December 21, 2011: Maricopa County Sheriff Joe Arpaio shows his badge as he holds a ceremony where 92 of his immigration jail officers, who lost their federal power to check whether inmates are in the county illegally, turn in their credentials after federal officials pulled the Sheriff's office immigration enforcement powers in Phoenix.AP
Maricopa County Sheriff Joe Arpaio wants a court to reverse course.
Arpaio's lawyers are urging an appeals court to reverse a ruling barring his deputies from stopping people because they believe they are undocumented.
Attorneys for the sheriff told the 9th Circuit Court of Appeals that a lower-court's Dec. 23 ruling that limited the sheriff's immigration powers was deeply flawed. The sheriff's lawyers appealed the ruling in mid-January and filed their first brief on Friday.
U.S. District Judge Murray Snow had made the decision in a lawsuit by a handful of Latinos who alleged that Arpaio's officers based some traffic stops on the race of Hispanics in vehicles, had no probable cause to pull them over and made the stops so they could inquire about their immigration status.
Arpaio has denied the racial profiling allegations, saying people pulled over in the patrols were approached because deputies had probable cause to believe they had committed crimes and that it was only afterward that deputies found many of them were undocumented immigrants.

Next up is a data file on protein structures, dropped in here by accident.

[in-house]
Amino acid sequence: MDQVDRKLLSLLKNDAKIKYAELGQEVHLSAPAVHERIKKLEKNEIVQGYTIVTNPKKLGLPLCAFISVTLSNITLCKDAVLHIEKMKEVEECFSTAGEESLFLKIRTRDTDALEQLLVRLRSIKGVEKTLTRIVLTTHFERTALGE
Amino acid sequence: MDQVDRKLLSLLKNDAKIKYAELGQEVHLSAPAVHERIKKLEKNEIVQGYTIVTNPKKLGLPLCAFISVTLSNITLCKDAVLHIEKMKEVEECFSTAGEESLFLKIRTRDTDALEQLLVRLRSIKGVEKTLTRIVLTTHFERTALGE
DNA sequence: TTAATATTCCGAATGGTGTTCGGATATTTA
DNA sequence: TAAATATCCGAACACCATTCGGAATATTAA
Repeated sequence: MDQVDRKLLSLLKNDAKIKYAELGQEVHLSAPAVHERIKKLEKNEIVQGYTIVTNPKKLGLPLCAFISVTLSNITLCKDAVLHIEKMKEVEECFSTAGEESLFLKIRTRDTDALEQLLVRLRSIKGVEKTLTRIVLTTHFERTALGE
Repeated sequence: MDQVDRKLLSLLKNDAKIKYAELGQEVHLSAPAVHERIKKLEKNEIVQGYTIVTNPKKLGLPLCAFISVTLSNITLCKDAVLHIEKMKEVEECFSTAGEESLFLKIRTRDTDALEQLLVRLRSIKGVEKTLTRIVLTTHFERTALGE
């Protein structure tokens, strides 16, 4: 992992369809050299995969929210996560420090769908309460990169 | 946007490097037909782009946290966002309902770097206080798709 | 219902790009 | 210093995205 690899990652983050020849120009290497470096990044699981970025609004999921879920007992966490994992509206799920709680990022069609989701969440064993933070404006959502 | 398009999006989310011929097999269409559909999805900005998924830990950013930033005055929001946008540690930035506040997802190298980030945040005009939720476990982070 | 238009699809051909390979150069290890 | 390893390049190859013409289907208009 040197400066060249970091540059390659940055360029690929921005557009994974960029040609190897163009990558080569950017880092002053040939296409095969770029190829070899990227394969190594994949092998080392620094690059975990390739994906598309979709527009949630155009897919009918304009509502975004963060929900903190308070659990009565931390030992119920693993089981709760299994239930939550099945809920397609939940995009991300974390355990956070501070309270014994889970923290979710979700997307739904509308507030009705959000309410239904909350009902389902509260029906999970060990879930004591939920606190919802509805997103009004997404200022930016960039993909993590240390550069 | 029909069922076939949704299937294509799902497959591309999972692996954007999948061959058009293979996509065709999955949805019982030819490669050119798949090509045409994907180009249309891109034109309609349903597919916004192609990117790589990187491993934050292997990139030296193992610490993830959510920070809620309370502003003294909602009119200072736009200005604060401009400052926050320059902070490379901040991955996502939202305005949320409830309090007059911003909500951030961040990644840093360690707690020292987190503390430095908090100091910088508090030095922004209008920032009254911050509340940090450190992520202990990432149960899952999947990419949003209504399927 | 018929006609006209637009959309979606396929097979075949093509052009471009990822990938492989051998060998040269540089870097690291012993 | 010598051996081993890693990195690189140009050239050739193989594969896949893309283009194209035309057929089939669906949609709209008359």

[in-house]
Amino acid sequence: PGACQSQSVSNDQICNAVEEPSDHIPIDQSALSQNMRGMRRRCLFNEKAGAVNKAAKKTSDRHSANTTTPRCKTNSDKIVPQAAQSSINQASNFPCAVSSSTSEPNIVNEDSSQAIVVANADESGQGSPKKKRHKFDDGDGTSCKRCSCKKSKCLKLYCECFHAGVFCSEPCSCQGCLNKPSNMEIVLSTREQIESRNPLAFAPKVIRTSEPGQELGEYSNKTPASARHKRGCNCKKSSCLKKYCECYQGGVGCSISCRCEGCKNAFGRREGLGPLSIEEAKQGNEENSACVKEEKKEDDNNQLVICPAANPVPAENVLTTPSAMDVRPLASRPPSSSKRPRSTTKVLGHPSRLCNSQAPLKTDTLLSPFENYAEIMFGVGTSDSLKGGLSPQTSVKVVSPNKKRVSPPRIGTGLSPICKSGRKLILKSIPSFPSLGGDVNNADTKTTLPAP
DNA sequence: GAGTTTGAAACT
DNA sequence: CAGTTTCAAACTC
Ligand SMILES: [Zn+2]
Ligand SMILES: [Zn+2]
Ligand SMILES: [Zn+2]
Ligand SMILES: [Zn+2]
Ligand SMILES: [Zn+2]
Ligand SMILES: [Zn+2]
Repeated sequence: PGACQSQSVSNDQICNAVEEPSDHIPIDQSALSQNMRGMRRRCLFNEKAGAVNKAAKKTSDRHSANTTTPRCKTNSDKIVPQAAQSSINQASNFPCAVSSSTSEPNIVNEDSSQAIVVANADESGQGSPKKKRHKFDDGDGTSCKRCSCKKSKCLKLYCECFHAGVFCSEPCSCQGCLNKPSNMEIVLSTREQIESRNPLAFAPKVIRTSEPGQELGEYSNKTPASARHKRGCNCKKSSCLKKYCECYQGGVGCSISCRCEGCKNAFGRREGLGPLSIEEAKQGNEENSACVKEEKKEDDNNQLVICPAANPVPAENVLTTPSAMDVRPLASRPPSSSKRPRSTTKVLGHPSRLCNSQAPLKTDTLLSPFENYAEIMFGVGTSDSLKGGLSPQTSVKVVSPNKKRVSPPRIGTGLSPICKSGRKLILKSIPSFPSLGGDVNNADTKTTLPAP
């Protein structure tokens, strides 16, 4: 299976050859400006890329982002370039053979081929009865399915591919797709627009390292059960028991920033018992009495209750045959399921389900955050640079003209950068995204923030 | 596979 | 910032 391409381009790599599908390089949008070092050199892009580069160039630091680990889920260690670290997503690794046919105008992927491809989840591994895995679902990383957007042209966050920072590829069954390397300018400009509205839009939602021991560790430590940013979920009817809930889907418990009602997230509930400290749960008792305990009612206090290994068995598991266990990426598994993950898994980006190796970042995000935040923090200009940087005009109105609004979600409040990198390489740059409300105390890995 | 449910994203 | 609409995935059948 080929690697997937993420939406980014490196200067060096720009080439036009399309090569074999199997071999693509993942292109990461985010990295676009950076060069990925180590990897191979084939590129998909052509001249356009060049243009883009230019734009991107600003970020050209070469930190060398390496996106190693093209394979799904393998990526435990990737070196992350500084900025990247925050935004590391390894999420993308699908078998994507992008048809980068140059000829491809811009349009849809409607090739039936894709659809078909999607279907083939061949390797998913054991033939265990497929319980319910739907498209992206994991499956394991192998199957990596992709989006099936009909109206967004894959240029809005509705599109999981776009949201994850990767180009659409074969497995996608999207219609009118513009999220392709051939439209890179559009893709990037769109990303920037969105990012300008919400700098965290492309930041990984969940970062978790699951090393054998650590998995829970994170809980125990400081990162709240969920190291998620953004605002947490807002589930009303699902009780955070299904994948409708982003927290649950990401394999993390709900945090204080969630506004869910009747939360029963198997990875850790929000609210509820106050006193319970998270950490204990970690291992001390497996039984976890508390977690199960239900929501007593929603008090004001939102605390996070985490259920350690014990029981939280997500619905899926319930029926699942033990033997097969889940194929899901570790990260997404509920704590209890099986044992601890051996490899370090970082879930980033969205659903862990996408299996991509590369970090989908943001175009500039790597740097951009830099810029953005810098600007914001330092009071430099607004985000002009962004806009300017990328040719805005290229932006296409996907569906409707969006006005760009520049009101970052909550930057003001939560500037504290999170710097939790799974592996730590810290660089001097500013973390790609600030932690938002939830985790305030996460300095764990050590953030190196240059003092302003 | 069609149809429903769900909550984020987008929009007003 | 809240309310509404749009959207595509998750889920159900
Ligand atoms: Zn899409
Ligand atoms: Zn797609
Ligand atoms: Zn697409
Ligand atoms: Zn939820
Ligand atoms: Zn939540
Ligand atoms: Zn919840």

During his immigration patrols known as "sweeps," deputies flood an area of a city -- in some cases, heavily Latino areas -- over several days to seek out traffic violators and arrest other offenders. Undocumented immigrants accounted for 57 percent of the 1,500 people arrested in the 20 sweeps conducted by his office since January 2008.
Separate from the lawsuit, the U.S. Justice Department has accused Arpaio's office of racially profiling Latinos, basing immigration enforcement on racially charged citizen complaints and punishing Hispanic jail inmates for speaking Spanish.
The sheriff's office said it doesn't discriminate against Latinos and is negotiating to resolve the allegations, but is prepared to go to court if the Justice Department files a lawsuit.
The legal director for the American Civil Liberties Union of Arizona, Dan Pochoda, said the judge never ruled that deputies must have reasonable suspicion of all elements of the immigrant smuggling law.
The American Civil Liberties Union of Arizona is one of the group's representing people who filed the lawsuit
Pochoda also said the judge's ruling didn't effectively prevent Arpaio's deputies from enforcing the smuggling law. Since the ruling, Arpaio's office has made arrests under the smuggling law.
"The key arguments, apparently, from the people who wrote the briefs are based on things that didn't happen, based on mischaracterizations of what the judge did," Pochoda said.
The lawyers pushing the lawsuit face a March 9 deadline for filing their first brief responding to Arpaio's appeal.
Based on reporting by the Associated Press.